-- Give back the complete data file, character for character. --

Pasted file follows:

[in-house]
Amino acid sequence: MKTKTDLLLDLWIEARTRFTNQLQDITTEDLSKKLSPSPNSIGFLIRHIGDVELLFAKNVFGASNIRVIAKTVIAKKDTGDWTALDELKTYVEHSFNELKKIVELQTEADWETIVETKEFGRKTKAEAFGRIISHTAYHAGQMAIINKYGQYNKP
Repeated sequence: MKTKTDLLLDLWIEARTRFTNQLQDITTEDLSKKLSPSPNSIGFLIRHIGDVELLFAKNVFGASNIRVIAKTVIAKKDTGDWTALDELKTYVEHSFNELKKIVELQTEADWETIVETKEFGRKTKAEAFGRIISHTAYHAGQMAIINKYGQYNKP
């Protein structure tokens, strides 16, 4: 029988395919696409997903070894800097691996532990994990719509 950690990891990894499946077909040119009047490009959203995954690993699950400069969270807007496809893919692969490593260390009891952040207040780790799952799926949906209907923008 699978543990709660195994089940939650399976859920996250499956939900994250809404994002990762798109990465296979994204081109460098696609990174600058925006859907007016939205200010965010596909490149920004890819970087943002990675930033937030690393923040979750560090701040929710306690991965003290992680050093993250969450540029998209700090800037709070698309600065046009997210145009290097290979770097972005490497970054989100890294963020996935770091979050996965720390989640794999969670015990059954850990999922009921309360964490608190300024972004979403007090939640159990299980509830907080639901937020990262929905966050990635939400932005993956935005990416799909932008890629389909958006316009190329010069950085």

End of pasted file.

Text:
[in-house]
Amino acid sequence: MKTKTDLLLDLWIEARTRFTNQLQDITTEDLSKKLSPSPNSIGFLIRHIGDVELLFAKNVFGASNIRVIAKTVIAKKDTGDWTALDELKTYVEHSFNELKKIVELQTEADWETIVETKEFGRKTKAEAFGRIISHTAYHAGQMAIINKYGQYNKP
Repeated sequence: MKTKTDLLLDLWIEARTRFTNQLQDITTEDLSKKLSPSPNSIGFLIRHIGDVELLFAKNVFGASNIRVIAKTVIAKKDTGDWTALDELKTYVEHSFNELKKIVELQTEADWETIVETKEFGRKTKAEAFGRIISHTAYHAGQMAIINKYGQYNKP
């Protein structure tokens, strides 16, 4: 029988395919696409997903070894800097691996532990994990719509 950690990891990894499946077909040119009047490009959203995954690993699950400069969270807007496809893919692969490593260390009891952040207040780790799952799926949906209907923008 699978543990709660195994089940939650399976859920996250499956939900994250809404994002990762798109990465296979994204081109460098696609990174600058925006859907007016939205200010965010596909490149920004890819970087943002990675930033937030690393923040979750560090701040929710306690991965003290992680050093993250969450540029998209700090800037709070698309600065046009997210145009290097290979770097972005490497970054989100890294963020996935770091979050996965720390989640794999969670015990059954850990999922009921309360964490608190300024972004979403007090939640159990299980509830907080639901937020990262929905966050990635939400932005993956935005990416799909932008890629389909958006316009190329010069950085």